The views expressed in this podcast are those of the speakers and do not reflect the opinions of their institutions, clients, friends, families, or pets.

We interview Jane Bambauer on the failure of COVID-tracking phone apps. She and Brian Ray are the author of “COVID-19 Apps Are Terrible—They Didn’t Have to Be,” a paper for Lawfare’s Digital Social Contract project. It turns out that, despite high hopes, the failure of these apps was overdetermined, mainly by twenty years of privacy scandalmongering and privacy laws. In essence, Google and Apple set far too strict rules for the apps in an effort to avoid privacy-based political attacks, and the governments that could have reined them in surrendered instead, in order to avoid privacy-based political attacks. So, we have no one to blame but ourselves, and our delusional enthusiasm for privacy.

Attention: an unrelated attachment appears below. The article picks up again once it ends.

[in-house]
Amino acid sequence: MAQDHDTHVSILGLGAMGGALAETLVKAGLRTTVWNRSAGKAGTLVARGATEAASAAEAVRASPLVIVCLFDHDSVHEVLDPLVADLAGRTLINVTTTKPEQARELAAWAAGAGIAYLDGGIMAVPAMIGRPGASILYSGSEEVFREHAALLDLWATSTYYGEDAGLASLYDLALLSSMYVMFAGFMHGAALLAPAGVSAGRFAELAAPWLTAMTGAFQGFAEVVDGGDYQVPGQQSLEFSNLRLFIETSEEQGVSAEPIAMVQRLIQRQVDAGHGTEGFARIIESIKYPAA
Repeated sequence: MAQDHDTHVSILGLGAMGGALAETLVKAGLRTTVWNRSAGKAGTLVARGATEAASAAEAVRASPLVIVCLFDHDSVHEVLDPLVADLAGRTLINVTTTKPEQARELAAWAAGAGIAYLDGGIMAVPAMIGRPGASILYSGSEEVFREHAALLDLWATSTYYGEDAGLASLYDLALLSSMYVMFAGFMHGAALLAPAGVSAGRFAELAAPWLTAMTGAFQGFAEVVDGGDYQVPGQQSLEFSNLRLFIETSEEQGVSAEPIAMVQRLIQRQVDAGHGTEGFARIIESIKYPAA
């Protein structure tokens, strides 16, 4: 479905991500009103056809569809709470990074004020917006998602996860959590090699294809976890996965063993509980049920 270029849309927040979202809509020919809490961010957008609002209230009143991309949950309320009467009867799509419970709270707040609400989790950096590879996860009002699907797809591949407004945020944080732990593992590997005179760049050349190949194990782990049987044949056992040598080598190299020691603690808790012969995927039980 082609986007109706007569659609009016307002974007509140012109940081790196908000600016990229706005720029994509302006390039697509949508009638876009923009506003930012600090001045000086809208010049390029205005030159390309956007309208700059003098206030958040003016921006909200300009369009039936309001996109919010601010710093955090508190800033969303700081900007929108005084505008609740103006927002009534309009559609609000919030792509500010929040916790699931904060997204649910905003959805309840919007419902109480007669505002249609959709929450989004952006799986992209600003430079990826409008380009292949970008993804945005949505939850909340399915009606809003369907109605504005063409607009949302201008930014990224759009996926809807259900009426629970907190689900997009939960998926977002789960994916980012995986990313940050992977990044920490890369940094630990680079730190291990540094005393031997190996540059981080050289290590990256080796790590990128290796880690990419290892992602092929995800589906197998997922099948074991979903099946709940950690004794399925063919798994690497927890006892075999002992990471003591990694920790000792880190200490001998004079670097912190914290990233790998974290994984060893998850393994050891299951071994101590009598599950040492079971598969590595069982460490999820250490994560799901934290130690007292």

In the news roundup, suddenly face recognition isn’t toxic at all, since it can be used to identify pro-Trump protestors. And, of course, we have always been at war with Oceania. Dave Aitel explains why face recognition might work even with a mask but still not be very good. And Jane Bambauer reprises her recent amicus argument that Illinois’s biometric privacy law is a violation of the first amendment.

If you heard last week’s episode about Silicon Valley speech suppression, you might be interested in seeing the proposal I came up with then, now elaborated into a Washington Post Op-Ed. Meanwhile, Dave reports that Parler may be back from the dead but dependent on Russian infrastructure. Dave wants to know if that means Parler can be treated by the Biden team like TikTok was treated by the Trump administration.